The study showed that that patients with higher disease activity had significantly lower levels of physical activity.
Researchers have found that patients with psoriatic arthritis (PsA) show similar levels of physical activity (PA) to healthy patients.
The rationale behind the study stems from previous research indicating that patients with rheumatoid arthritis—another chronic inflammatory arthropathy of the peripheral joints—tend to exercise less than what is recommended, with a multinational study revealing that between 60% and 80% of these patients were physical inactive.
“Although it is known that patients who develop PsA suffer a compromised quality of life and an inability to perform many daily activities, surprisingly no studies have focused on evaluating PA in these patients with respect to controls using either subjective or objectives methods. In addition, the influence of disease activity on PA and, vice versa, on PsA patients remains to be fully clarified.”
The current study leveraged both objective (accelerometry) and subjective (International Physical Activity Questionnaire [IPAQ]) methods to study the behaviors of 70 patients with PsA coupled with 53 healthy controls.
According to accelerometry measurement, there were no differences in the activity kilocalories per day, total kilocalories per day, global vector magnitude, or average total counts per day. Both groups of patients spent comparable amounts of time in sedentarism, as well as in low, moderate, and vigorous activity and in moderate and vigorous activity minutes per day (MVPA) each day.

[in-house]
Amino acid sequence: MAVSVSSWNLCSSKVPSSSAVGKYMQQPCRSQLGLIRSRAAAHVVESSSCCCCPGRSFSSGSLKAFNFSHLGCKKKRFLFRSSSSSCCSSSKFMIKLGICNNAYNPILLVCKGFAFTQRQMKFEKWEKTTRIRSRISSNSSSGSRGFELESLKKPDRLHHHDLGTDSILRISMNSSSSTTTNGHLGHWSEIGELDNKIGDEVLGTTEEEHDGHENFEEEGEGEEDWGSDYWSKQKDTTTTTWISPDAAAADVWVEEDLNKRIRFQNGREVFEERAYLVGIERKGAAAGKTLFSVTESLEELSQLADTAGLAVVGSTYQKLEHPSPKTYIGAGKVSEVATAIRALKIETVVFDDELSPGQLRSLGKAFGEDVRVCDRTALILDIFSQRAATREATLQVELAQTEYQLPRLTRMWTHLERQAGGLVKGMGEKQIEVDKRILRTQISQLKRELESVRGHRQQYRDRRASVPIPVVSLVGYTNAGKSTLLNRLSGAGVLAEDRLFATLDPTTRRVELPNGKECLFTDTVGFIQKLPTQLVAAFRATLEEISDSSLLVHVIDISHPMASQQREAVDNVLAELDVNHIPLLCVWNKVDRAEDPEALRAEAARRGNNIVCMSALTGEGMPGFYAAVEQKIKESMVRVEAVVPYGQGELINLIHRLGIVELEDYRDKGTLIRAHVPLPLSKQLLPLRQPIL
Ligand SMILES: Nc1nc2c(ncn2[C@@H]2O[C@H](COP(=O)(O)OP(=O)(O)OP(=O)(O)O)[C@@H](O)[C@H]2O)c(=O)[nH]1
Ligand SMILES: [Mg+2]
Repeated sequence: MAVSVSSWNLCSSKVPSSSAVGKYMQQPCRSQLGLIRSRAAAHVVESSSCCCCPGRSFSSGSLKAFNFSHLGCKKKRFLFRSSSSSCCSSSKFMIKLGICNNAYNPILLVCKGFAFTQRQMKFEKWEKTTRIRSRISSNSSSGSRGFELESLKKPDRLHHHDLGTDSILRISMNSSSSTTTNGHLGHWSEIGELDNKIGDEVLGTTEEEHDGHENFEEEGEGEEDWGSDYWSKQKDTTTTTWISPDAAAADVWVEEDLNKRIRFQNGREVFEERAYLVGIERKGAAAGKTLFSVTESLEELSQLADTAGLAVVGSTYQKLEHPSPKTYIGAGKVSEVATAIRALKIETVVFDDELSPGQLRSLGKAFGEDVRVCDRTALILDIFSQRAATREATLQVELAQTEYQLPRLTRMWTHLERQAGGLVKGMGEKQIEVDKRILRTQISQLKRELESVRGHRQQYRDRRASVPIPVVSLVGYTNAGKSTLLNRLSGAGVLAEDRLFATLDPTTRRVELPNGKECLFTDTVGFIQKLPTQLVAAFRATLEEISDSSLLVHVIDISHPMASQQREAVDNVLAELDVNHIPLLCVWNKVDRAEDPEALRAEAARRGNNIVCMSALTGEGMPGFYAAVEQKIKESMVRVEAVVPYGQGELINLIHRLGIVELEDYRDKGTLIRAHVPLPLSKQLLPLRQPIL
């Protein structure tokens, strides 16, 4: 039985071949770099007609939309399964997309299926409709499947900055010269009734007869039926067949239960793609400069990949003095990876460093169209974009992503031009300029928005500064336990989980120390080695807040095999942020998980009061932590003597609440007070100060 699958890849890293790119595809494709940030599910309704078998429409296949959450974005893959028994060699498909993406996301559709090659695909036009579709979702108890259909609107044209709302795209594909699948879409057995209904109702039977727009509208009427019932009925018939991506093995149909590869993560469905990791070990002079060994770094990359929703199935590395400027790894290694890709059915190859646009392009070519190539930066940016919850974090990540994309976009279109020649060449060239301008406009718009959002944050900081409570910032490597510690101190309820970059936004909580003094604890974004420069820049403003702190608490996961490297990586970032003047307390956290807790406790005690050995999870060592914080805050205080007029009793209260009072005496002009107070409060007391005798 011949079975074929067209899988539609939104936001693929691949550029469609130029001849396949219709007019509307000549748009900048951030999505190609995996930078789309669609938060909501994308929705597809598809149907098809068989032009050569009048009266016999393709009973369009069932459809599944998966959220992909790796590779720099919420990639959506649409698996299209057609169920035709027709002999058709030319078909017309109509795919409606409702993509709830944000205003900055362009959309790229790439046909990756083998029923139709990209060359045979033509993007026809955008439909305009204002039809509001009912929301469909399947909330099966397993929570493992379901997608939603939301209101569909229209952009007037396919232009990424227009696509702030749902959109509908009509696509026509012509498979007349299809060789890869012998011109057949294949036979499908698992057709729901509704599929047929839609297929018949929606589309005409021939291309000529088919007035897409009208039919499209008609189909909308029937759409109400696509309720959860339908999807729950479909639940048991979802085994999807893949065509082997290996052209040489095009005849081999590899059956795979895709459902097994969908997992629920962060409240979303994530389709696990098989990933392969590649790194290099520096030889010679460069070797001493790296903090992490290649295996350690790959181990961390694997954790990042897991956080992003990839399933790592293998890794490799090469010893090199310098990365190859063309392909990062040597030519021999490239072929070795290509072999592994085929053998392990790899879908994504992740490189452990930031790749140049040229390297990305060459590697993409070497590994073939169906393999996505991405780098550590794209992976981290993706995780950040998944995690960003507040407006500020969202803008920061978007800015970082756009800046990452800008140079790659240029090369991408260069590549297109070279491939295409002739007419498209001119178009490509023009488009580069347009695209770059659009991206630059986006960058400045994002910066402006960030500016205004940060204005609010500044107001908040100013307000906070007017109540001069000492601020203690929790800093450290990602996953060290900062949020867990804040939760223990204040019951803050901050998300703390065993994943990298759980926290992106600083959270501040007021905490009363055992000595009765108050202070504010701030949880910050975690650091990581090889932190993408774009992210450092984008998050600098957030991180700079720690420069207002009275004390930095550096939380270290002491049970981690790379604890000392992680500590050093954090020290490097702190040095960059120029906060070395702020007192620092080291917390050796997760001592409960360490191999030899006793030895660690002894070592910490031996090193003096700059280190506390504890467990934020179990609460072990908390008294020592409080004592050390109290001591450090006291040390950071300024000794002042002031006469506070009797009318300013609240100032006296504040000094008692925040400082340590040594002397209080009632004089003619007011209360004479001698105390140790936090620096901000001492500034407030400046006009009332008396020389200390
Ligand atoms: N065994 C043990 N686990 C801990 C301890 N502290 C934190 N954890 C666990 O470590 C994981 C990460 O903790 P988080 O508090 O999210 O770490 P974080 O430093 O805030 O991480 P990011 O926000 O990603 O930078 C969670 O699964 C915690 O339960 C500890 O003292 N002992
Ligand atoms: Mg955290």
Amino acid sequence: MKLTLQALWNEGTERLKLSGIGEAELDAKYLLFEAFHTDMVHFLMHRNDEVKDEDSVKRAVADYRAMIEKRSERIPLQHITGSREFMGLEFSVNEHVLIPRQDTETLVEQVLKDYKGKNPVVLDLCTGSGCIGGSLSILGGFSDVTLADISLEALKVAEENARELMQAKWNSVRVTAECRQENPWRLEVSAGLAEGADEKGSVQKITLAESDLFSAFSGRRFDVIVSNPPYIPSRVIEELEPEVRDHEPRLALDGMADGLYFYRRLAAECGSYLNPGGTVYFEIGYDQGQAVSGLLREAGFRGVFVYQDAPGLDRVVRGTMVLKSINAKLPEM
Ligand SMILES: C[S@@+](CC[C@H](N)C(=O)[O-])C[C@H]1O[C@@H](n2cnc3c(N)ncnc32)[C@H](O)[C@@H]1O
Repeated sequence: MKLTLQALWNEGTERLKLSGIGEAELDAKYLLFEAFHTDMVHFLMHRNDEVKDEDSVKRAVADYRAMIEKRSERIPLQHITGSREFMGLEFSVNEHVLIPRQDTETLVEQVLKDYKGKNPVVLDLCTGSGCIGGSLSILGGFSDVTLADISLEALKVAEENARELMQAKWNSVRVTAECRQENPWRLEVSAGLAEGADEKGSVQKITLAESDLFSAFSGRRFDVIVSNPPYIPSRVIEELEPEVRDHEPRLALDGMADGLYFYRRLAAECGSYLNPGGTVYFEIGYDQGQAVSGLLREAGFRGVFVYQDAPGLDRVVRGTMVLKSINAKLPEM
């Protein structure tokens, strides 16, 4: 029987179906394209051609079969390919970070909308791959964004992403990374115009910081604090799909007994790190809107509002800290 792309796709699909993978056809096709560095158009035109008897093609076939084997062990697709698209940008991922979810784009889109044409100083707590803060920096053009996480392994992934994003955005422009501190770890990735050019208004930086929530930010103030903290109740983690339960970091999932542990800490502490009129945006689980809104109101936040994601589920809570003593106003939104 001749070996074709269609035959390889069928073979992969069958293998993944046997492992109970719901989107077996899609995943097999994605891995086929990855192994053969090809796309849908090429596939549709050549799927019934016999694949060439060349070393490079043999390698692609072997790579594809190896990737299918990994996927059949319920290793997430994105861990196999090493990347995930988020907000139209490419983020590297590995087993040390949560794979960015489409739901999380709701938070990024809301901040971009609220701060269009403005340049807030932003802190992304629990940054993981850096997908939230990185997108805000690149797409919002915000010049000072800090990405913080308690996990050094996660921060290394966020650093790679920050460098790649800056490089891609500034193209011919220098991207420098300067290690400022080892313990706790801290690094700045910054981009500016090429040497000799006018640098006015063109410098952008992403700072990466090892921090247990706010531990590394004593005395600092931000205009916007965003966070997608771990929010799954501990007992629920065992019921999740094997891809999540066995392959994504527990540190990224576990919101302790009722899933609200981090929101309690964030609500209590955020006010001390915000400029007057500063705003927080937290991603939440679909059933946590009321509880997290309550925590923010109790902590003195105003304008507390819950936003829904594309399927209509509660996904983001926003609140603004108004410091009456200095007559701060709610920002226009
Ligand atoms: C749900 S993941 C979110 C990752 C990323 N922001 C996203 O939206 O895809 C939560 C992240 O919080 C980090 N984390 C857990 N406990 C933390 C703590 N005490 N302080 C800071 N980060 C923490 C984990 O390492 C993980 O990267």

Both accelerometry and IPAQ concluded that patients with higher disease activity, whether reflected by Disease Activity Score (DAS) 28 and Disease Activity Index for Psoriatic Arthritis (DAPSA), had significantly lower levels of PA.
“When a second determination of PA (time doing MVPA, as measured by accelerometry) and disease activity (by DAPSA and DAS28-CRP) was carried out 6 months later, the relationship between the variations of both parameters with respect to basal levels correlated inversely,” wrote the researchers, who carried out the retest in a group of 36 patients. Between the 2 visits, the amount of MVPA dropped from 42 to 30 min/day.
The researchers added, “In agreement with this finding, previous studies in RA patients in dictate that PA levels (as measured by questionnaires or by accelerometry) have an inverse relationship with disease activity (as assessed by DAS28 or SDAI).”
According to the researchers, when accelerometry measured MVPA and kilocalories per day and IPAQ was determined by metabolic equivalent-of-task-minutes per week and the data were considered as terciles, the agreement was “evident to a moderate degree,” with a median quadratic weighed Kappa index of 0.27 and 0.24, respectively.
Hernández‐Hernández M, Sánchez‐Pérez H, Luna‐Gómez C, Ferraz-Amaro I, Díaz‐González F. Impact of disease activity on physical activity in psoriatic arthritis patients. Arthritis Care Res. Published online August 16, 2020. doi:10.1002/acr.24422